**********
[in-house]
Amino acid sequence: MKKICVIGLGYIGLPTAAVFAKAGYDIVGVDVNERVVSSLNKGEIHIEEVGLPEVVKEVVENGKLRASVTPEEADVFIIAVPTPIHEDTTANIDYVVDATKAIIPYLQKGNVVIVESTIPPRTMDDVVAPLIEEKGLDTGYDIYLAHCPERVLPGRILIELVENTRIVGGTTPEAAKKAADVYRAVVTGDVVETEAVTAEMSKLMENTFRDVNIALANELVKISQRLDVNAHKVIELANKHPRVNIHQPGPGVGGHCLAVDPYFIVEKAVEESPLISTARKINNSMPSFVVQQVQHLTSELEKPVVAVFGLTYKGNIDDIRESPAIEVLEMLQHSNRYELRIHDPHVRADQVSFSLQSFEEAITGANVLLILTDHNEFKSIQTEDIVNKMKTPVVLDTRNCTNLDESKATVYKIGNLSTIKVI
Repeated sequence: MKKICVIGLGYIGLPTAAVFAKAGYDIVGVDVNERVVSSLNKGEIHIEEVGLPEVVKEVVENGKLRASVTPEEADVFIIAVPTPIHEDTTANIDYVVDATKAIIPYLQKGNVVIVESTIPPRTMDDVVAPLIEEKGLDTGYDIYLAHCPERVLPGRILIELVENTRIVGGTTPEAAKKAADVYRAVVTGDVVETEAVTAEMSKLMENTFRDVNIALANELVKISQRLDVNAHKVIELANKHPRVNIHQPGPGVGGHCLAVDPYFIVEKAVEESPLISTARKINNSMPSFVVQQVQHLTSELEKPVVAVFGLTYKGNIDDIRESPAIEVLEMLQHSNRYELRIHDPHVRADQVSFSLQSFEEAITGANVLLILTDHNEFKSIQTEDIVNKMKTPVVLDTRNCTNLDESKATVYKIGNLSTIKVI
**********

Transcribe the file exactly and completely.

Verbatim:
[in-house]
Amino acid sequence: MKKICVIGLGYIGLPTAAVFAKAGYDIVGVDVNERVVSSLNKGEIHIEEVGLPEVVKEVVENGKLRASVTPEEADVFIIAVPTPIHEDTTANIDYVVDATKAIIPYLQKGNVVIVESTIPPRTMDDVVAPLIEEKGLDTGYDIYLAHCPERVLPGRILIELVENTRIVGGTTPEAAKKAADVYRAVVTGDVVETEAVTAEMSKLMENTFRDVNIALANELVKISQRLDVNAHKVIELANKHPRVNIHQPGPGVGGHCLAVDPYFIVEKAVEESPLISTARKINNSMPSFVVQQVQHLTSELEKPVVAVFGLTYKGNIDDIRESPAIEVLEMLQHSNRYELRIHDPHVRADQVSFSLQSFEEAITGANVLLILTDHNEFKSIQTEDIVNKMKTPVVLDTRNCTNLDESKATVYKIGNLSTIKVI
Repeated sequence: MKKICVIGLGYIGLPTAAVFAKAGYDIVGVDVNERVVSSLNKGEIHIEEVGLPEVVKEVVENGKLRASVTPEEADVFIIAVPTPIHEDTTANIDYVVDATKAIIPYLQKGNVVIVESTIPPRTMDDVVAPLIEEKGLDTGYDIYLAHCPERVLPGRILIELVENTRIVGGTTPEAAKKAADVYRAVVTGDVVETEAVTAEMSKLMENTFRDVNIALANELVKISQRLDVNAHKVIELANKHPRVNIHQPGPGVGGHCLAVDPYFIVEKAVEESPLISTARKINNSMPSFVVQQVQHLTSELEKPVVAVFGLTYKGNIDDIRESPAIEVLEMLQHSNRYELRIHDPHVRADQVSFSLQSFEEAITGANVLLILTDHNEFKSIQTEDIVNKMKTPVVLDTRNCTNLDESKATVYKIGNLSTIKVI